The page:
Planning Your Business Model
How much land do you have available?
Your retail strategy should be tailored to the space you have available. The average supermarket is 44,000 square feet and often requires parking lots. Because supermarkets need to move large quantities of merchandise to turn a profit, they typically serve areas that are much larger than one neighborhood and require sites that can be difficult to assemble in dense, urban areas.
While supermarkets are a great solution for some areas, not every community, including many rural communities, has the capacity to support this type of food retailing model. Other viable options include small-scale grocery stores that can provide a variety of healthy foods that are high in quality and similar in price to supermarkets, while relying on a smaller customer base and fitting into smaller spaces. A farmers market is also an option that doesn't require a lot of land and can be set up in a parking lot or blocked-off street. Alternative retail strategies requiring less land (or no new land) include improving an existing corner store or establishing a mobile market or small co-op.
Have you thought about the amount of start-up time you are able to support?
Timelines will vary depending on the size and scope of the project, so it is important to plan accordingly. Opening a new grocery store can be time-consuming due to factors including land acquisition, market research, and regulatory processes like zoning and consolidating ownership of multiple land parcels. If you have a limited amount of time for start-up, consider encouraging a neighborhood store to increase shelf space for fresh produce. Document the unmet demand; subsidize the additional costs; and provide managers with tips to help them buy, sell, and display produce. You can also quickly increase access to healthy foods and make the case for creating more healthy food retail in your community by creating and sustaining a farmers market or by developing community supported agriculture (CSA) options.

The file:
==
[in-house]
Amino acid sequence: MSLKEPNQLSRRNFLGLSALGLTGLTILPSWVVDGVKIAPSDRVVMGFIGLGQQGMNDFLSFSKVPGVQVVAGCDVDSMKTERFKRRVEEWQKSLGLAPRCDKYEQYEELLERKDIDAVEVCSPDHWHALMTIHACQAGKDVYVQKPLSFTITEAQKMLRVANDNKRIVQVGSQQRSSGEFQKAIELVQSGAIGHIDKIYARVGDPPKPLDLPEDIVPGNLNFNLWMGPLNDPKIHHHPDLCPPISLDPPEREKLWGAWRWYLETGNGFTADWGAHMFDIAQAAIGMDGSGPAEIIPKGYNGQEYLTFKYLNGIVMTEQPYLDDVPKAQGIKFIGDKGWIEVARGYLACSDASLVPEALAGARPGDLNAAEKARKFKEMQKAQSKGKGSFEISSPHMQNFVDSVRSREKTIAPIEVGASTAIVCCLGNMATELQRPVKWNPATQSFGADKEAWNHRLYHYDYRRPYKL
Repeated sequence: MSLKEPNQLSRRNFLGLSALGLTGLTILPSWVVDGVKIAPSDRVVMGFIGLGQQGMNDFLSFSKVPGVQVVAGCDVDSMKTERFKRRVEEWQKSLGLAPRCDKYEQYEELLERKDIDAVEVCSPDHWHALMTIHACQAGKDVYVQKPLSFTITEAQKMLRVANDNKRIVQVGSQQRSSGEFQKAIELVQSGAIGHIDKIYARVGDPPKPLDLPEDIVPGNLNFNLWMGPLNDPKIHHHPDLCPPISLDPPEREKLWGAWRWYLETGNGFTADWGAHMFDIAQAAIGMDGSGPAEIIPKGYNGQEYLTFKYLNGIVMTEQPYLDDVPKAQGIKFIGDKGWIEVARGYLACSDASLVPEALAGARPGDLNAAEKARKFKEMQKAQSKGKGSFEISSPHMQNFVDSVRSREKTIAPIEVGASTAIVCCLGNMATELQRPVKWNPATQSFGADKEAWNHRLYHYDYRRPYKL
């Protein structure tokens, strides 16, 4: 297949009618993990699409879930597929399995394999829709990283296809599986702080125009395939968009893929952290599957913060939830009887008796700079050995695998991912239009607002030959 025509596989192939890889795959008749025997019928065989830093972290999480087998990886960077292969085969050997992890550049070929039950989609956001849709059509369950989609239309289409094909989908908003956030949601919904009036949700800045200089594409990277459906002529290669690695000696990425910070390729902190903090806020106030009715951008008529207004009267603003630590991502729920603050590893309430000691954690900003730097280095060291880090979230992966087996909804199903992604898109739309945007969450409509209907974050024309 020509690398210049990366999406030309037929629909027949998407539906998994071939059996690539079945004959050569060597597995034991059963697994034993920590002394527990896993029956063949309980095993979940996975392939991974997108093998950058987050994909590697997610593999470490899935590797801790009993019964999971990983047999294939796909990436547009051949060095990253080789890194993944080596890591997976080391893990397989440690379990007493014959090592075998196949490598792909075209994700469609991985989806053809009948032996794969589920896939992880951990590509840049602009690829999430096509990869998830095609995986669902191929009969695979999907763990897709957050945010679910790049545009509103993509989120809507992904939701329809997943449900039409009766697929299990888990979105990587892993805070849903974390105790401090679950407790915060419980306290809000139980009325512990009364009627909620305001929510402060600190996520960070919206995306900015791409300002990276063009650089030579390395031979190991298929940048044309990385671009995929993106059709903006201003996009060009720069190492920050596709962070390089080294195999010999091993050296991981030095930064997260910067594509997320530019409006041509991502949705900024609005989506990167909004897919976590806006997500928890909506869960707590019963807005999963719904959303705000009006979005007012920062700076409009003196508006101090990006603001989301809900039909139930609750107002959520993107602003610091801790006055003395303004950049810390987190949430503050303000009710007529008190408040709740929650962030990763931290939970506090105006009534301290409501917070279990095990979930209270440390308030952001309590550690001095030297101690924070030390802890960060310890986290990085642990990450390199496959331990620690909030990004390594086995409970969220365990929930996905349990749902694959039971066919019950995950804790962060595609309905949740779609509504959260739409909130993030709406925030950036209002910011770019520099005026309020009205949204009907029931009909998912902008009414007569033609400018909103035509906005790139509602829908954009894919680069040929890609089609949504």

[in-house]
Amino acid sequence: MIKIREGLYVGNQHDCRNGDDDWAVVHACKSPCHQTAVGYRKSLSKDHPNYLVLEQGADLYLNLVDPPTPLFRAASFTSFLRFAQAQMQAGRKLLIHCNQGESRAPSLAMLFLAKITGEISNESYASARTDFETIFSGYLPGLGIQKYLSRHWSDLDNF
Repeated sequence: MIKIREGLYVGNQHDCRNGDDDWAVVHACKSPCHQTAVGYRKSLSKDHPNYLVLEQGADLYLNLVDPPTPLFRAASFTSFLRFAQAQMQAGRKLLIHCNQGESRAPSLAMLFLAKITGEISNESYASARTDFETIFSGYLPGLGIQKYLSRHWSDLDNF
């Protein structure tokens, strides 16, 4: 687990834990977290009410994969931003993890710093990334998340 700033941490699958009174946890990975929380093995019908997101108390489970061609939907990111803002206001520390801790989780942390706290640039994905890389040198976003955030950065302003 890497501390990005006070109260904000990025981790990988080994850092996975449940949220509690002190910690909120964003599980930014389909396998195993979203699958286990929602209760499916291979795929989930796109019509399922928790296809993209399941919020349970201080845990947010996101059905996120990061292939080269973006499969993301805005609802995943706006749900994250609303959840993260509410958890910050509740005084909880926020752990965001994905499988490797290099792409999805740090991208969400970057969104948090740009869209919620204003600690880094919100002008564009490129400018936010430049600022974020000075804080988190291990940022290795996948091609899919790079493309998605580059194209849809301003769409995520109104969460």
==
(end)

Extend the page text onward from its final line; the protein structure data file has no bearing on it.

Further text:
Have you identified the amount of start-up funding you have available?
Implementing any kind of healthy food retail involves start-up costs. Planning and budgeting appropriately will ensure a successful start to your business. Depending on the type of retail strategy you choose, a reasonable first-year budget can range from $1,500 to more than $1 million. Supermarkets represent a long-term community investment, bring quality jobs to communities, and can help attract other stores to invest in a community. Renovating or building a corner store, creating a farmers market, or starting a CSA are other options with similar community benefits. Using local community resources, such as renting existing space, obtaining donated equipment, or organizing volunteers, can help keep costs down. Start-up funding may also be available through Healthy Food Financing Initiative.
To explore these potential funding opportunities, go to the Financing section.
Are you working with an experienced operator?
Supermarkets have thin margins of profit and require deep expertise to run effectively. When considering supermarket development, it’s important to work with experienced operators. Operators can be found through local statewide grocers associations and/or local distributors.
National groups such as the National Grocers Association and Food Marketing Institute also have helpful data and information related to the grocery industry. When developing smaller grocery retail projects, it can be helpful to have someone with deep grocery experience, such as produce department management, on your team.
Have you thought about training available retailers?